You can't simply 'restart' the Krebs cycle with high concentrations of vitamin C or citric acid. And even if you could, it would probably not kill the cancer cells or revert them into non-cancerous cells. The flux through the Krebs cycle is tightly controlled by many different mechanisms. It would go way too far to discuss here, but any book on biochemistry would go into some detail on this (for instance Stryer's 'Biochemistry').

BTW, Glycolysis also generates ATP, just like the Krebs cycle. The mechanism is different though.

This sentence is completely unintelligable:
Quote:
cancerous cells will re-express the targeting protiens that call in phages, and will be dissassembled by standard means.


Even if I think "creatively", I have absolutely no clue as to what you are even -trying- to say here.

Quote:
targeting with radio isotopes will also target any cell that has potassium isotopes in it....


Care to explain how exactly?
This is nonsense.

[Edited on 8-10-2013 by phlogiston]




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[*] posted on 12-10-2013 at 00:13


Ruthenium polypyridyl complexes do a splendid job of "tagging" cancerous cells.

http://mct.aacrjournals.org/content/12/5/643.short?rss=1&...

Instead of trying to program a bacteria to eat these tagged cells, however, it's much easier to attach a functional group that's prone to radical cell-destroying reactions, expose the molecule to UV light once attached, and follow up with an antioxidant regimen (as Jesse Pinkman would put it: "Vitamin C, BITCH!"). It's called photo-reactive therapy and it's not very well-known about. Conspiracy!

Also, just because cannabis does a good job slowing down cancer doesn't make it a cure; it has however (along with Curcumin and Vitamin D) been implicated in preventing Alzheimer's disease. The only studies that disagree with this latter claim used THC analogues (big one used was HU210) as opposed to herbal cannabis itself. It certainly doesn't hurt though, if I were diagnosed with cancer I'd be hitting bongzilla like it owed me money.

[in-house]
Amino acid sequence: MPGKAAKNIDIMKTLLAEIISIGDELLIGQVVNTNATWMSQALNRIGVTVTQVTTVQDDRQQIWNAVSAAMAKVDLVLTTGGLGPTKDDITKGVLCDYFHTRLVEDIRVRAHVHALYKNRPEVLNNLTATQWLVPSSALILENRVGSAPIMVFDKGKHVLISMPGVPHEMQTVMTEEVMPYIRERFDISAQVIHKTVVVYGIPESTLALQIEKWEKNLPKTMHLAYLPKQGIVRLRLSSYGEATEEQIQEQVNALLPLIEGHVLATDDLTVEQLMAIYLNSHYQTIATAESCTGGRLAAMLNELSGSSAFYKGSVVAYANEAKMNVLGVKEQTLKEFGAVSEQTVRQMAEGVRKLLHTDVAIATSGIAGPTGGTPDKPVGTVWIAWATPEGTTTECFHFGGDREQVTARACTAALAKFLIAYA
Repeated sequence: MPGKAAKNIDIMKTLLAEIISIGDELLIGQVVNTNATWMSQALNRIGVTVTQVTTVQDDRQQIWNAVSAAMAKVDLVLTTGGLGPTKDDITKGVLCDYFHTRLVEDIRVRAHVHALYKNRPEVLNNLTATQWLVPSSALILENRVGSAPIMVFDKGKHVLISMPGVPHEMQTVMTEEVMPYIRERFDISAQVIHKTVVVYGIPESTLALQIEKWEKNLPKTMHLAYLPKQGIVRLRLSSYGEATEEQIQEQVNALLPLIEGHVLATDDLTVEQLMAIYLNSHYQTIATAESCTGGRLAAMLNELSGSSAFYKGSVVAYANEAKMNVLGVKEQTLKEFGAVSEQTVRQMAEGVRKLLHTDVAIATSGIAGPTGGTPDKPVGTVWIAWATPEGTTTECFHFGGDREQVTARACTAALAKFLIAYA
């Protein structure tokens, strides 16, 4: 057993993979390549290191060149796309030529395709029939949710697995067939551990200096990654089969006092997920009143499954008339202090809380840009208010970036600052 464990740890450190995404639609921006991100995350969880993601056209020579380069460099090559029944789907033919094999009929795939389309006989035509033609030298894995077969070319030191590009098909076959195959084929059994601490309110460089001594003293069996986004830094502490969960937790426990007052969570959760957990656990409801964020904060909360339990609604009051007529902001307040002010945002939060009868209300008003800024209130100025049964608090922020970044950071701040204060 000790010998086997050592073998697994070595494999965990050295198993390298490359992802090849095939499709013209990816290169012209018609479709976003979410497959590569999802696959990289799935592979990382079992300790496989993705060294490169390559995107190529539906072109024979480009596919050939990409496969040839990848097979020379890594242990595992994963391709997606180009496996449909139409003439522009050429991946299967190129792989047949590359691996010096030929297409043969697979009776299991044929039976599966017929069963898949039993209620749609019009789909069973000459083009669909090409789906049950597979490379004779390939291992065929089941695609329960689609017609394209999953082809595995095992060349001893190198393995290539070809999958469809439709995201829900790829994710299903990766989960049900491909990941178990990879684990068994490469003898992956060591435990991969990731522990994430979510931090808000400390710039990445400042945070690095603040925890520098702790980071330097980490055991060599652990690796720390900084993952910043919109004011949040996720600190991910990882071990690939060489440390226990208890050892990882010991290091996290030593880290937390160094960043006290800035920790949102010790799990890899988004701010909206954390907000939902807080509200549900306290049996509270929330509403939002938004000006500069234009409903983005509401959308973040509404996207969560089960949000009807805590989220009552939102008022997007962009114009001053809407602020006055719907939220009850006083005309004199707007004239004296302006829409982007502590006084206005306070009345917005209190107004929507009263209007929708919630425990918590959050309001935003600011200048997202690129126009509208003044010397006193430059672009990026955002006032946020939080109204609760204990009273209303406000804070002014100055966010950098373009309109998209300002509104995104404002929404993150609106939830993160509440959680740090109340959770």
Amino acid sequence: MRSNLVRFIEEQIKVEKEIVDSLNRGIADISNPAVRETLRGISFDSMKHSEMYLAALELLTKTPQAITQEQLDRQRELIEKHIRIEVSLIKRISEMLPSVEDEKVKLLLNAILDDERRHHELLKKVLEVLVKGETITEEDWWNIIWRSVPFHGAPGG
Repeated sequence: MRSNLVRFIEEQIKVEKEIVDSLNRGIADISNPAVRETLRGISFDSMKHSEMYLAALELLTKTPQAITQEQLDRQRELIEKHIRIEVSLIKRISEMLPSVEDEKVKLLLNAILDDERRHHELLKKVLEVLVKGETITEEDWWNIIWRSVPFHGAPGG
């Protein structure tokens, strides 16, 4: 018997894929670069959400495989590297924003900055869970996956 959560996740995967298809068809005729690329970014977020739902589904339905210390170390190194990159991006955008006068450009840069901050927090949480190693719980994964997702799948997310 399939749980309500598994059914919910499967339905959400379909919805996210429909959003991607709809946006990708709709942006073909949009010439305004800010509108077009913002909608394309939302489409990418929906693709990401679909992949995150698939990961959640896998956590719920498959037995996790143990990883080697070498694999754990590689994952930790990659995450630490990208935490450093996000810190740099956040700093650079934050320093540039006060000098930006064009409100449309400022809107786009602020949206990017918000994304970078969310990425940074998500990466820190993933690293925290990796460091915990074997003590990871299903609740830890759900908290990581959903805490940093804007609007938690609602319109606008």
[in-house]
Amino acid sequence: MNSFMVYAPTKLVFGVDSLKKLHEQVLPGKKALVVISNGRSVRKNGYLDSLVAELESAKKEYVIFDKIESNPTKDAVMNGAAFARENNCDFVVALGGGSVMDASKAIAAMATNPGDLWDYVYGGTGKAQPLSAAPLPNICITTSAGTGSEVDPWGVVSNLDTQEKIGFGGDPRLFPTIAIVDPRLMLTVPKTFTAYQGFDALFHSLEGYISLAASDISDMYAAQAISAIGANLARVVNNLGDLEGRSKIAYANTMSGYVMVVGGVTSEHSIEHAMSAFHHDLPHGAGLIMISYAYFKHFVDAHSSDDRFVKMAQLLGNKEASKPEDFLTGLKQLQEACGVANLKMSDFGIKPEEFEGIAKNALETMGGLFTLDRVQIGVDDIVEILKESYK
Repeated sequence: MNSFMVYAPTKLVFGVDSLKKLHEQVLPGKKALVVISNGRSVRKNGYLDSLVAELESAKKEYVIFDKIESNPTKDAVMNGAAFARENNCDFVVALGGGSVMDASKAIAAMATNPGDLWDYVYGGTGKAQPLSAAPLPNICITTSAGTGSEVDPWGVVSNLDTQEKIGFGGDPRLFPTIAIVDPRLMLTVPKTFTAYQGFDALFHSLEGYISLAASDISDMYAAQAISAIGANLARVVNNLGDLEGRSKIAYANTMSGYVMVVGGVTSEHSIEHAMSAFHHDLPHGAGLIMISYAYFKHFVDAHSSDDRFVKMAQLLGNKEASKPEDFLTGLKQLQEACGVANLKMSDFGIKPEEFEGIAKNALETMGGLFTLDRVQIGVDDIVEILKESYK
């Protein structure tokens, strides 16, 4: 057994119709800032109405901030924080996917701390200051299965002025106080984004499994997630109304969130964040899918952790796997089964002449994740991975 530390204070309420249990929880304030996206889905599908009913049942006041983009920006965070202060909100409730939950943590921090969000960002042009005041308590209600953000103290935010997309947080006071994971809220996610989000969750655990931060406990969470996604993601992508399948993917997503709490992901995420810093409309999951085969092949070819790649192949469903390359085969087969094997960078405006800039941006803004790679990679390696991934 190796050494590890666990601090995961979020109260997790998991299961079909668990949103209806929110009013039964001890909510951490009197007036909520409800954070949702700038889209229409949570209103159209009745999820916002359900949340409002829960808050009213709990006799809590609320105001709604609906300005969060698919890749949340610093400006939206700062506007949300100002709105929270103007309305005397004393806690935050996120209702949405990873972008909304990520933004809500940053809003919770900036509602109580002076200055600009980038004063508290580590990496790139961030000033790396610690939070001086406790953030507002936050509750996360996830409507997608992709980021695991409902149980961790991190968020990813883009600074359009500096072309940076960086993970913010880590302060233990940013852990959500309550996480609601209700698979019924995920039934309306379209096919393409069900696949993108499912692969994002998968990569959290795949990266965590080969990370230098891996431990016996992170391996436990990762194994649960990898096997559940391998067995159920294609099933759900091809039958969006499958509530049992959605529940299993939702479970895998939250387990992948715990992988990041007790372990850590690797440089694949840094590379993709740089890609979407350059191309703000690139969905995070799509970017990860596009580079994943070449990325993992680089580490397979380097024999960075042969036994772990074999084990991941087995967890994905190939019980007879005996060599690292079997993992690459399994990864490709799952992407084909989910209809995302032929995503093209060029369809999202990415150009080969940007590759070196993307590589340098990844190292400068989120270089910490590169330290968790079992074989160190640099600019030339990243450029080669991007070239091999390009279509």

To the OP, the problem with flesh eating bacteria is that they would probably cause sepsis (their waste material has to go somewhere) and they'd be hard to create. Doesn't mean you can't prove me wrong, though!

[Edited on 12-10-2013 by FreeMirage]
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[*] posted on 12-10-2013 at 06:34


Quote:
. . . if I were diagnosed with cancer I'd be hitting bongzilla like it owed me money.

Riiiight! I, however, think prevention is the key ─ "it certainly doesn't hurt" . . .




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[*] posted on 24-10-2013 at 15:08


Great flesh eat should good. What if you could make a virus to kill only the bad cells, or better yet the virus could reproduce in the cancer cell then kill it after a week or so. There for curing cancer after just throwing the culture in a water supply. Just like the descolata from speaker of the dead.
EMAIL: jmap2112@gmail.com

Give me credit if this works. Curing cancer could look good on a resume. LOL:D
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[*] posted on 12-11-2013 at 11:43


I lost my old password, but I would like to note that another name for photoreactive therapy is photodynamic therapy, and a lot of the work I have seen in it is hinging around new uses for dye compounds which absorb tuned light wavelengths from chromophores. Fascinating pharmacology.
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[*] posted on 30-12-2013 at 11:23


The thought of using targeted bacteria is likely a bit far off. Dealing with mutations in bacteria is a pain; even when certain genetic engineering steps have been taken care of to prevent DNA repair and recombination e.g. removal of the RecA gene amongst others. When dealing with bacteria; mutations are a pain, and monitoring mutations within a cell bank is not fun, in vivo this becomes even more of a problem. I certainly would not trust the technology available at this time in preventing a vaccination with radioactive flesh eating bacteria from going awry.

There is a wealth of targeted immunotherapies / monoclonal antibodies which either dump a cytotoxic payload once internalized to the targeted region of interest or utilize the bodies immune system to develop a specific immune response against cells which display the targeted antigen or what have you through ADCC, CDC, amongst other effector functions and biological pathways.